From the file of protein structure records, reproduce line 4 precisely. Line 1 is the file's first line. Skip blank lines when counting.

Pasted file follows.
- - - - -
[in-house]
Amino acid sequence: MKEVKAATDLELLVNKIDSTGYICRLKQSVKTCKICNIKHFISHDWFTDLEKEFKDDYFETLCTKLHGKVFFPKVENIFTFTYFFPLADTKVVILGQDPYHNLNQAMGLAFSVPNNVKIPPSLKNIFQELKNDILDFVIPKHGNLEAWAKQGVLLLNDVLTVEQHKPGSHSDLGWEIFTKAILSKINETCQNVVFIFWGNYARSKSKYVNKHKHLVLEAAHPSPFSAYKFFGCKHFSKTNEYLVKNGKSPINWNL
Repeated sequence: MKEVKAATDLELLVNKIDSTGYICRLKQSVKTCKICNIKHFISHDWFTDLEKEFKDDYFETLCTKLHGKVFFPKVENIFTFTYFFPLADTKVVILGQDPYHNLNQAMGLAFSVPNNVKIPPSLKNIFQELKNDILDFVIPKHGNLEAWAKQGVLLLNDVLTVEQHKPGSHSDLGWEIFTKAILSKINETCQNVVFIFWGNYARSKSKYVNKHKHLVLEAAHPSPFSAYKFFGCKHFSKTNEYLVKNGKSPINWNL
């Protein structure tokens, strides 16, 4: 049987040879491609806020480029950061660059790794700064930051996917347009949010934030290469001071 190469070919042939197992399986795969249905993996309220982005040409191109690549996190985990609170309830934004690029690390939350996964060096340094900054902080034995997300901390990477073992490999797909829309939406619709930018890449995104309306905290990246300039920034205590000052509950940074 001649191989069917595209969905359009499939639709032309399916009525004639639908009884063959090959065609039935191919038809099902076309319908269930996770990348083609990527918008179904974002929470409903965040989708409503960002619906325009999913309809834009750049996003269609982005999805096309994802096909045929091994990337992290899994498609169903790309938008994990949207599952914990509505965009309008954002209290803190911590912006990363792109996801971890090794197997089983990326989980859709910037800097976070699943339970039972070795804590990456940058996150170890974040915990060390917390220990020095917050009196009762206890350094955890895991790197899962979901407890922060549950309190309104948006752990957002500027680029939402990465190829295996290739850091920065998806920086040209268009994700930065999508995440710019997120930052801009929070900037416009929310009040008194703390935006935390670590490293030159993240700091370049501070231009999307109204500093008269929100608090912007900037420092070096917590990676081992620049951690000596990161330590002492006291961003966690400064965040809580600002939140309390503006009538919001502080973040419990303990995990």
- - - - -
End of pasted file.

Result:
């Protein structure tokens, strides 16, 4: 049987040879491609806020480029950061660059790794700064930051996917347009949010934030290469001071 190469070919042939197992399986795969249905993996309220982005040409191109690549996190985990609170309830934004690029690390939350996964060096340094900054902080034995997300901390990477073992490999797909829309939406619709930018890449995104309306905290990246300039920034205590000052509950940074 001649191989069917595209969905359009499939639709032309399916009525004639639908009884063959090959065609039935191919038809099902076309319908269930996770990348083609990527918008179904974002929470409903965040989708409503960002619906325009999913309809834009750049996003269609982005999805096309994802096909045929091994990337992290899994498609169903790309938008994990949207599952914990509505965009309008954002209290803190911590912006990363792109996801971890090794197997089983990326989980859709910037800097976070699943339970039972070795804590990456940058996150170890974040915990060390917390220990020095917050009196009762206890350094955890895991790197899962979901407890922060549950309190309104948006752990957002500027680029939402990465190829295996290739850091920065998806920086040209268009994700930065999508995440710019997120930052801009929070900037416009929310009040008194703390935006935390670590490293030159993240700091370049501070231009999307109204500093008269929100608090912007900037420092070096917590990676081992620049951690000596990161330590002492006291961003966690400064965040809580600002939140309390503006009538919001502080973040419990303990995990």